81         if not all(len(elem) == elem_size for elem in it):
---> 82             raise RuntimeError('each element in list of batch should be of equal size')
     83         transposed = zip(*batch)
     84         return [default_collate(samples) for samples in transposed]

RuntimeError: each element in list of batch should be of equal size

The error message says that it is impossible to create a non-rectangular tensor. BTW: See that the error is the default_collate function.

What can we do? There are two solutions:

  1. Pad the whole dataset to the longest example.

  2. Pad dynamically during batch creation.

The first solution might seem more straightforward — just expand all examples to the longest one. But there is an issue — we will waste memory and computing power (they are expensive on GPU!) for processing padding, which does not influence the result. It is especially painful if we have a few long sequences in the data, and most of them are relatively short. In such a case, we are mostly process padding instead of data!

If we pad the whole dataset to the longest sequence, there is a lot of wasted space!

If we pad the whole dataset to the longest sequence, there is a lot of wasted space!

An alternative is to pad the data on the fly. When samples for the batch are selected, we pad only them to the longest one. If we additionally order the data by length, the padding will be minimal. If there are a few very long sequences, they will only influence their batches- not the whole dataset.

Per-batch padding reduces the number of unnecessary spaces used.

Per-batch padding reduces the number of unnecessary spaces used.

Okay, but how to implement it? Just create a custom collate_fn. It is simple, I promise ;)

from torch.nn.utils.rnn import pad_sequence #(1)

def custom_collate(data): #(2)
    inputs = [torch.tensor(d['tokenized_input']) for d in data] #(3)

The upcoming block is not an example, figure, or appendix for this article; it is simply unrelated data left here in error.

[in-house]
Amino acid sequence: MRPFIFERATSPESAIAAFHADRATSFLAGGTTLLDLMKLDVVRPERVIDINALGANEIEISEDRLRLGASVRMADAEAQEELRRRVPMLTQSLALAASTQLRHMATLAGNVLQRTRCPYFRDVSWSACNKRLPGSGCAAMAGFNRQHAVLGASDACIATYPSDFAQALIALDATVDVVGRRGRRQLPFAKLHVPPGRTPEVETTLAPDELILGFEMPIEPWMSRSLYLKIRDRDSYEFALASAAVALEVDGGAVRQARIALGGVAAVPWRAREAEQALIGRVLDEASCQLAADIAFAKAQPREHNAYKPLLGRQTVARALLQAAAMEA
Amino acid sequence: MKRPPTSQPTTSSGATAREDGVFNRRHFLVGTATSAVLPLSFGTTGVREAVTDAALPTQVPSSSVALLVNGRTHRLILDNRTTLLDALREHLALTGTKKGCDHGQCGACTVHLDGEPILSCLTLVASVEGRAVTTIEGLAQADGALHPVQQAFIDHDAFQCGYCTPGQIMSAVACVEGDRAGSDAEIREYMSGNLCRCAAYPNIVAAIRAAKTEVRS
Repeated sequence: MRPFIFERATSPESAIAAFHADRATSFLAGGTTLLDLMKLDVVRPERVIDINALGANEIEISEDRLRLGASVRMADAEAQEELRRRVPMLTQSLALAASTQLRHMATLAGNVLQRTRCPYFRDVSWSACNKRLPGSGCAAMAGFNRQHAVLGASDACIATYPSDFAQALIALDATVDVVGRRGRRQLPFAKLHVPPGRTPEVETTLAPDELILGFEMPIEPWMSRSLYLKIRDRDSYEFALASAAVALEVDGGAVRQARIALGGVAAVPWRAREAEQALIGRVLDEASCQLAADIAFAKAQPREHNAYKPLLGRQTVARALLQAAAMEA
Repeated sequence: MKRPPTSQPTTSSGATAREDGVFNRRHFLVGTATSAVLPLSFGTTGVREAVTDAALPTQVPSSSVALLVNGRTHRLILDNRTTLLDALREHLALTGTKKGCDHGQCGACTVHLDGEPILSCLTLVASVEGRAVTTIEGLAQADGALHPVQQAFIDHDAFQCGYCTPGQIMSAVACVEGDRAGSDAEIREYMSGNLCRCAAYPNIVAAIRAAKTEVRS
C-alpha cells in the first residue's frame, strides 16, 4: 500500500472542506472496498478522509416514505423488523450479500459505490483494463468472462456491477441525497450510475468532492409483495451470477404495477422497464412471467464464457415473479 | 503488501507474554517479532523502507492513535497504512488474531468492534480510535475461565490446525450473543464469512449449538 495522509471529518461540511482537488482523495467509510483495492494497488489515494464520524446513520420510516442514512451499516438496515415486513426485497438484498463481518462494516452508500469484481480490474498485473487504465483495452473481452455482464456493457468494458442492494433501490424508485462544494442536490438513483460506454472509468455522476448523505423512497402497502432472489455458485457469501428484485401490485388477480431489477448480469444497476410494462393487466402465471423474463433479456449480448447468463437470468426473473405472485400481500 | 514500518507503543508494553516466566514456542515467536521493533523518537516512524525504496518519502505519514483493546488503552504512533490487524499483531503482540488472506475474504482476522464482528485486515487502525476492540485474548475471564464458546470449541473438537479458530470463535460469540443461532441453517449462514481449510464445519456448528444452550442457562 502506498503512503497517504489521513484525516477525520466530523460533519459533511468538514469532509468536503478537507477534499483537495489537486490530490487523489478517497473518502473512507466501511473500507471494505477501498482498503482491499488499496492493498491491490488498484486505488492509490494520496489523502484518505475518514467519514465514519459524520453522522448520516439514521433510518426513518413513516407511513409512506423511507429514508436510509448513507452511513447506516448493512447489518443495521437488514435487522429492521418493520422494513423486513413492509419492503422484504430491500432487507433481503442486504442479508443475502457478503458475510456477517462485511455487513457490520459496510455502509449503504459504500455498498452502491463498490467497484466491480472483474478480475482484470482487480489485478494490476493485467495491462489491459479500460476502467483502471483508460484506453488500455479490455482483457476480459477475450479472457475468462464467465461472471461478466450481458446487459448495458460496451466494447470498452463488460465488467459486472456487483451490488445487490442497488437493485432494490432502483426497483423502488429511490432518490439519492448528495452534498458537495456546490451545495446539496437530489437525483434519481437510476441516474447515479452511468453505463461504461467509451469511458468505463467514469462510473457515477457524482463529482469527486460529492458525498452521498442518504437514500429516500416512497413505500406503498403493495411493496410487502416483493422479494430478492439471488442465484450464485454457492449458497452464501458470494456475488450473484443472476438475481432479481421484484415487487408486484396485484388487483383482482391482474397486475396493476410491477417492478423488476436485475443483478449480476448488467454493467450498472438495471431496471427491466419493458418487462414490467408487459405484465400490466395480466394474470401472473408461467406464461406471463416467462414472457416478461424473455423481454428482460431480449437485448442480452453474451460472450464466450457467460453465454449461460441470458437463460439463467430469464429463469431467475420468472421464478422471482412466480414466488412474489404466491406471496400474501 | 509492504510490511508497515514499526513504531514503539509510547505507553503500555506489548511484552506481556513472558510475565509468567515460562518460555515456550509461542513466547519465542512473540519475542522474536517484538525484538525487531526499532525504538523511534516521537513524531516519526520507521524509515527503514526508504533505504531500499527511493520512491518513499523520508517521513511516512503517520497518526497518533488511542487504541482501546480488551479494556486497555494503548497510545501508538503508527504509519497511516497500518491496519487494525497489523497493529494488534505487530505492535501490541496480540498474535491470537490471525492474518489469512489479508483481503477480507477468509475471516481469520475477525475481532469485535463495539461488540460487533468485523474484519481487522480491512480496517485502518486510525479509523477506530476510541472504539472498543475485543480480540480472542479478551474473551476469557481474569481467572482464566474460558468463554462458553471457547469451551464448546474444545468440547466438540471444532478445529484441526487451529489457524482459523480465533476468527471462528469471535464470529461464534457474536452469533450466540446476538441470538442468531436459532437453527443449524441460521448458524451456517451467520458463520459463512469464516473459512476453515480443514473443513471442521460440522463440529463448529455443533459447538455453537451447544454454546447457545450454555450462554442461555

labels = [d['label'] for d in data]

    inputs = pad_sequence(inputs, batch_first=True) #(4)
    labels = torch.tensor(labels) #(5)

    return { #(6)
        'tokenized_input': inputs,
        'label': labels
    }

loader = DataLoader(nlp_data, batch_size=2, shuffle=False, collate_fn=custom_collate) #(7)

iter_loader = iter(loader)
batch1 = next(iter_loader)
pprint(batch1)
batch2 = next(iter_loader)
pprint(batch2)

# {'label': tensor([0, 0]),
#  'tokenized_input': tensor([
#   [  1,   4,   5,   9,   3,   2,   0,   0,   0],
#   [  1,   7,   3,  14,  48,   7,  23, 154,   2]
# ])}

# {'label': tensor([1, 0]),
#  'tokenized_input': tensor([
#   [  1,  30,  67, 117,  21,  15,   2],
#   [  1,  17,   2,   0,   0,   0,   0]])}

Step by step:

  1. For padding we use pad_sequence.

  2. Collate function takes a single argument — a list of examples. In this case, it will be a list of dicts, but it also can be a list of tuples, etc. — depending on the dataset.

  3. As data comes if format “list of dicts” we need to traverse it and create a separate list for all inputs and labels. In the meantime, tokenized_input is converted to a 1-D tensor (it was a list of ints).

  4. Perform the padding.

  5. As labels were a list of ints, we converted it into a tensor.

  6. Return formatted batch.

  7. Set our custom function in the loader.

As we can see, the batch is in the same format as for default collation with a dictionary. We clearly see that amount of padding is only minimal.

Conclusion

Creating a custom collation maybe is not the most common task, but you definitely need to know how to do it.

Exercise

If you are using 🤗 Transformers, try to write a collator that will tokenize the data on the fly.